illegal border crossings, while citizens of former Soviet republics
concentrate on prostitution, money laundering, and stolen cars. Brandelj
added that Slovenes can be found in all branches of criminal activity but
that they tend not to be as brutal as some of the foreign gangs. PM

ALBANIAN OPPOSITION DEPUTY DENIES CHARGES. Democratic Party deputy Azem
Hajdari told journalists on 19 February that charges of intimidation and
incitement to violence brought against him are politically motivated, dpa
reported. The charges followed a 14 February confrontation between a group
of parliamentary deputies led by Hajdari and police officers who searched
the deputies' cars and found  arms and ammunition (see "RFE/RL Newsline,"
16 February 1998.) In other news, the Democratic Party has issued a
statement announcing that its national council will decide on 20 February
whether to end its five-month boycott of the parliament, Reuters reported.
The boycott was launched to protest an incident last year in which Hajdari
was shot and wounded by Socialist deputy Gafur Mazreku (see "RFE/RL
Newsline," 19 September 1997). LF

ROMANIAN-IMF NEGOTIATIONS ENCOUNTER DIFFICULTIES. Referring to negotiations
under way with the IMF on the 1998 budget, Prime Minister Victor Ciorbea
said that it is an "aberration" to employ the term "Bulgarization" in
connection with the development of the economy. His remark followed
comments by Finance Minister Daniel Daianu and Reform Minister Ilie
Serbanescu one day earlier. Ciorbea said chief IMF negotiator Poul Thompsen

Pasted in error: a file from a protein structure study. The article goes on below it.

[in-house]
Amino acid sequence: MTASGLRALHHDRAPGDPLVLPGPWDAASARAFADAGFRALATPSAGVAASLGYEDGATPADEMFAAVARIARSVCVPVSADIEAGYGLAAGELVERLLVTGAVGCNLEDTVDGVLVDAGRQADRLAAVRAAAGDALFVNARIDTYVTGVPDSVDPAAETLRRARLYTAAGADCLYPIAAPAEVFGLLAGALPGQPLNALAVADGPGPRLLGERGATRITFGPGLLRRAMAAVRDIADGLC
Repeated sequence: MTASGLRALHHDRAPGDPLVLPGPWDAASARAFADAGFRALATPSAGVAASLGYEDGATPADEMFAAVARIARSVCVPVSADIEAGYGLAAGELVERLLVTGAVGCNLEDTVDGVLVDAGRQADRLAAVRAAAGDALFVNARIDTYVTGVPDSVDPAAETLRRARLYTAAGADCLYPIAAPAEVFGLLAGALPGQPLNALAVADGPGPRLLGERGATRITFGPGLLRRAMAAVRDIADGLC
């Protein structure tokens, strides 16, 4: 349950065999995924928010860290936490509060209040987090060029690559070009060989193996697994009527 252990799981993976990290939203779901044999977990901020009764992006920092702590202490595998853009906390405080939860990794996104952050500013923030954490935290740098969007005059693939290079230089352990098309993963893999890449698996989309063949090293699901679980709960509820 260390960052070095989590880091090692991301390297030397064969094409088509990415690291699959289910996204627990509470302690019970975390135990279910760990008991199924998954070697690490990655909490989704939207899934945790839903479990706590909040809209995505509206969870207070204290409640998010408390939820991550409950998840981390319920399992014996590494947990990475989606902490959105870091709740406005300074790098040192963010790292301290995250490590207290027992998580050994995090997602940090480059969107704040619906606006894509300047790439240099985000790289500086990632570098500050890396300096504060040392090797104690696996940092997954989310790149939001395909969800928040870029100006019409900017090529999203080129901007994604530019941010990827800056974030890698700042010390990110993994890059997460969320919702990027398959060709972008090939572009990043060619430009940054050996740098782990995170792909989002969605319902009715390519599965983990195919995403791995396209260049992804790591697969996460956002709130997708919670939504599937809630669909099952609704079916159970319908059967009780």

has prolonged his stay, at the end of which  the government will sign  an
aide-memoir with the IMF stipulating measures to accelerate privatization
and meet budget expenditures. Also on 19 February, Charles Frank, the vice
president of the European Bank for Reconstruction and Development, said in
The Hague that he is  "somewhat disappointed" by the slow pace of Romanian
reform. MS

ROMANIAN OPPOSITION MOVES MOTION ON HEALTH SYSTEM. As paramedics continue
their general strike, the Senate factions of the Party of Social Democracy
in Romania (PDSR),the Greater Romania Party, and the Party of Romanian
National Unity have moved a motion opposing the government health-care
policies, RFE/RL's Bucharest bureau reported. PDSR chairman Ion Iliescu
said his party hopes the Democrats will support the motion, but Democratic
Party deputy chairman Radu Berceanu said his formation will not do so. In
other news, a commission mediating between the two chambers of the
parliament has succeeding in bridging the gap over a law granting
compensation to persons persecuted under the communist regime and those
deported to or held war prisoner in the former Soviet Union. Romanian
citizens who reside abroad will also be entitled to claim compensation. MS